Site Records and Interviews for Phase I Environmental Site Assessments Alberta

As consultants undertaking Phase I Environmental Site Assessments and Phase II Environmental Site Assessments throughout Alberta,  British Columbia and Ontario we come across a lot of interesting situations. Sometimes we feel like Archaeologists or Historians trying to re-create what happened historically on a site.  This Due Diligence is important to our clients for risk management and as such we take a considered approach base on evidence from a broad range of sources.

Many of our clients know broadly what a Phase I ESA entails particularly our repeat clients who have used us over the years. When undertaking Phase I Environmental Site Assessments our aim is to gather all the relevant data possible through the relevant databases, record searches and other sources. There is however a limit often to what information is available and sometimes interviews of people with knowledge of the site yields important information. The pictures below show a marked up area of pavement which was marked out by our preferred locating contractor in Alberta with Ground Penetrating Radar. This shows the position of a potential Underground Storage Tank (UST) and likely backfill area (likely tank extent in red and green showing backfill material).

Site Records and Interviews for Phase I Environmental Site Assessments Alberta

The reason the site was scanned with ground penetrating radar, even though none of the record searches revealed potential for underground storage tanks, is an interesting story. When speaking to one of the long-term employees of the building as part of our detailed interview process they indicated that they remember someone telling them that there was previously potentially the sale of gasoline at the subject site. The employee could not remember who had told them this information as they had worked at this premise for the last 20 years. As such the information we received could not be verified by talking to the person providing the information as the employee could not even remember who had told them the information or when it was provided.  And so this is how we ended up with a detailed Ground Penetrating Radar (GPR) scan of the property along with the above picture showing “X Marks the Spot” (or in this case the likely location of the Underground Storage Tank (UST) and its backfill area).

This indicates the importance of trying to evaluate all the information received, however in this instance no written records from any source were available to indicate the potential previous use of the site in relation to potential underground storage tanks. Therefore, our recommendation to our client was to undertake a Ground Penetrating Radar survey based on this limited information (which some people would describe as hearsay, or a sketchy record). As consultants we are careful with our approach to the assessment of sites and use technology and a range of assessment techniques in a careful and staged manner to answer questions or potential issues found on site.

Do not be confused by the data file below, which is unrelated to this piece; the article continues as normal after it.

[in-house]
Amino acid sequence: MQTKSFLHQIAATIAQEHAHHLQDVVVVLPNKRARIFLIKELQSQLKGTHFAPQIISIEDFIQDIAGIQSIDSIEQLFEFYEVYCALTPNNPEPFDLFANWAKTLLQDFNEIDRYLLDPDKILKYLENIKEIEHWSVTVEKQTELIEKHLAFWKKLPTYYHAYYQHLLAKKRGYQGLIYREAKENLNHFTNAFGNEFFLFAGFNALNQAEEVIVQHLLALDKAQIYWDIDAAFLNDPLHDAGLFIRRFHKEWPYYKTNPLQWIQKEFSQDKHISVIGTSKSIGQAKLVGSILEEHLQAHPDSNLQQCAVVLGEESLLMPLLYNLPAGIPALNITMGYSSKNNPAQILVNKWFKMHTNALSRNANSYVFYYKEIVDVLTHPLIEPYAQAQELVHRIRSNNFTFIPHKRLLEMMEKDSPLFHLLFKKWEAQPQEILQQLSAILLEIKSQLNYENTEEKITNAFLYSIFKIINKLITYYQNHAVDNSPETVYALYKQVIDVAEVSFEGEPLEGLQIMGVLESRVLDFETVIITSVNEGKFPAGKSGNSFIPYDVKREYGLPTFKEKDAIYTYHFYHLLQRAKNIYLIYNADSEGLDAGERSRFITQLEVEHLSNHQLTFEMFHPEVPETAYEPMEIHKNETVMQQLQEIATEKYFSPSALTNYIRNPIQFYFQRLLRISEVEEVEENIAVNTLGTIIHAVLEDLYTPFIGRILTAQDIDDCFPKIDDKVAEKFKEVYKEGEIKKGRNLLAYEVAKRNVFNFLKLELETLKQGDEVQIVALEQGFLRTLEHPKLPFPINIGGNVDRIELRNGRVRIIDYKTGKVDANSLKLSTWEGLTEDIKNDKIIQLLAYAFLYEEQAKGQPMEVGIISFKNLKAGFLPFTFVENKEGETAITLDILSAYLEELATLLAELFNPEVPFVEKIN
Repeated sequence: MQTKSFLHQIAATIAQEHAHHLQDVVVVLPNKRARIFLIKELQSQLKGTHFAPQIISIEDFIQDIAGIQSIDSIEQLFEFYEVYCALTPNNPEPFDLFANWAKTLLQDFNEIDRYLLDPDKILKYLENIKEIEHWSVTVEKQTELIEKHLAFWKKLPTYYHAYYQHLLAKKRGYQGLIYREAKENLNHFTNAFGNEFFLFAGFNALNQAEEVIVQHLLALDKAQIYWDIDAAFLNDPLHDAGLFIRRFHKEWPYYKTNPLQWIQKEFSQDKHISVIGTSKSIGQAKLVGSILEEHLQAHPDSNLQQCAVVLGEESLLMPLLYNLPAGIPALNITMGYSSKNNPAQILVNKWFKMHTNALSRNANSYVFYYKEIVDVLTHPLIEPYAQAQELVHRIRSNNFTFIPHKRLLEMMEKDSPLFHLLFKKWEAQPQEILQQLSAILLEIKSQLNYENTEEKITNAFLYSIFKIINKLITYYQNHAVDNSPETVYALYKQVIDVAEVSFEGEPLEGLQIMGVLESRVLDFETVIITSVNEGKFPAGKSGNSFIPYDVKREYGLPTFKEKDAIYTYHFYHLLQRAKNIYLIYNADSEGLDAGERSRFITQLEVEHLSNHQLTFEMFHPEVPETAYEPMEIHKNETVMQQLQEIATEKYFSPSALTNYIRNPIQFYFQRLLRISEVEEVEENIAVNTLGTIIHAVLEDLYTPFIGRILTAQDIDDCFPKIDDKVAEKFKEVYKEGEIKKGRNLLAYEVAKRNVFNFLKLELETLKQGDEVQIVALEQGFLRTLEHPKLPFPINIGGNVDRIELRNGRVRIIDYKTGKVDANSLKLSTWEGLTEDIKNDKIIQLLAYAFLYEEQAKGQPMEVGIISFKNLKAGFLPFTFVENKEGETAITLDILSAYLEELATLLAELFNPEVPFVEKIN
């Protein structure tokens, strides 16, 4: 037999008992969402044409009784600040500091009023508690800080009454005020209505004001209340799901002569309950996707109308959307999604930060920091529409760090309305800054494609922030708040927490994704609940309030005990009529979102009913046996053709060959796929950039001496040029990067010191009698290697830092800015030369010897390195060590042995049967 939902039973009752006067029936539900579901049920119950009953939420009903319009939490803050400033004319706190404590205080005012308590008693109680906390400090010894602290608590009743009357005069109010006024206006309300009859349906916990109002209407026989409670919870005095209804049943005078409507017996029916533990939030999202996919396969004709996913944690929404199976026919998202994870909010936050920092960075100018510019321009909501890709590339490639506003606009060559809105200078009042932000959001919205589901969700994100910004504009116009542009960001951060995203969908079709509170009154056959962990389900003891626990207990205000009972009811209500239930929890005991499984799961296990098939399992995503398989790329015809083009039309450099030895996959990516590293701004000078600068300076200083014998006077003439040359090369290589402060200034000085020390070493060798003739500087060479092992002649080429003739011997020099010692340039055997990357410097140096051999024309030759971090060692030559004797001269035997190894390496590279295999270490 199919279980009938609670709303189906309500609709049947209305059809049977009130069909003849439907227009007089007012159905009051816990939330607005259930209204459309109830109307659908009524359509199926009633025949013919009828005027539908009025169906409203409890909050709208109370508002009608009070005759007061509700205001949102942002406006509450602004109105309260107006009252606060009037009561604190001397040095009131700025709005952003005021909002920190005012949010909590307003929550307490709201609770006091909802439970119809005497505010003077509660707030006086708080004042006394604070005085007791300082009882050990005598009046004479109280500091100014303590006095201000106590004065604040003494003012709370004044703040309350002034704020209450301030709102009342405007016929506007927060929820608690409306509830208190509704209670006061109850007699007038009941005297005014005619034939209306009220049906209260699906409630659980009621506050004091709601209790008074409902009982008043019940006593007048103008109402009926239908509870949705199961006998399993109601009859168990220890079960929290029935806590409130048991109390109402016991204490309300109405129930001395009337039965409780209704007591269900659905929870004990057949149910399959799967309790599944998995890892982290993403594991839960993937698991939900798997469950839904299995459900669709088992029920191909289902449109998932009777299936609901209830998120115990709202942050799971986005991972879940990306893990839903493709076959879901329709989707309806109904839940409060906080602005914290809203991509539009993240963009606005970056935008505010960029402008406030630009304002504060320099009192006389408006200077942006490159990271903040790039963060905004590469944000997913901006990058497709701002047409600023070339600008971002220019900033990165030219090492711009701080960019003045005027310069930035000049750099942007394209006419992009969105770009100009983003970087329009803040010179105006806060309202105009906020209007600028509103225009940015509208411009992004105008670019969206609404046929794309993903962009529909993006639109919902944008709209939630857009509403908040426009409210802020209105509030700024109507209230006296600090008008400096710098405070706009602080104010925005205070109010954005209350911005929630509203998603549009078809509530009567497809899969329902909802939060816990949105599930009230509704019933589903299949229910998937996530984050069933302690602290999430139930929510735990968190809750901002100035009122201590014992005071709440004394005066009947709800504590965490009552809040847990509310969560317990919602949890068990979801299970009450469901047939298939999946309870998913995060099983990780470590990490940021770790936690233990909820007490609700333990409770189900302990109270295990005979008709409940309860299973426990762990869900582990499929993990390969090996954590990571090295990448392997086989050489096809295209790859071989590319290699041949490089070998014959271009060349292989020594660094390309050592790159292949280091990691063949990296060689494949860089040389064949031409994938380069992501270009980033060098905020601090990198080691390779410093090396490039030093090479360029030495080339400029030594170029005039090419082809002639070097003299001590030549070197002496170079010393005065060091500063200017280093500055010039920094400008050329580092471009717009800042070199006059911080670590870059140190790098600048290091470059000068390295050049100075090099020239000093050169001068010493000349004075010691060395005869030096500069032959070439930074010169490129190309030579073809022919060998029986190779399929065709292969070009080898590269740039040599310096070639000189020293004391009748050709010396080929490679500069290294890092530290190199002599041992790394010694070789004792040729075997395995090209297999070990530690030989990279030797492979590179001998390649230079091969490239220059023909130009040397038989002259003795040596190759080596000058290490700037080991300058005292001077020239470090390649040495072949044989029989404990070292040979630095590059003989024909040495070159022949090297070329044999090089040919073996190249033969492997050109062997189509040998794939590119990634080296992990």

This represents a very interesting case of the use of information which could not be fully verified in relation to our site assessment. In this case the technology used (GPR) was relatively inexpensive and although it has some limitations depending on the soil type and underlying geology it represents a useful first tool for determining potential underground disturbance.  Records availability often varies by area and for large cities there are more extensive an comprehensive records available than in smaller rural areas like in Northern Alberta where this site was located.  Sometimes the most valuable source of information can be some of the older people in the community who have lived in the locality most or all of their life.

We treat our clients money as if it were our own and are careful and methodical in our approach to site assessments based on evidence and a staged approach.  The results in this assessment indicated the Underground Storage Tank (UST) as an Area of Potential Environmental Concern (APEC).  In such cases a Phase II Environmental Site Assessment can therefore be undertaken in a considered and planned way to determine any contamination as a result of the underground storage tank.  The Ground Penetrating Radar also did not detect any other anomalies in the ground where other tanks may have been removed in the past and backfilled.  This provides an area to commence focusing on in any Phase II ESA as a considered and target approach based on evidence.

As professional Environmental Consultants working in Alberta, British Columbia and Ontario we serve our clients in a range of projects in a professional and timely manner.  Please give us a call or contact us through our Contact Us page on our website to discuss your next project.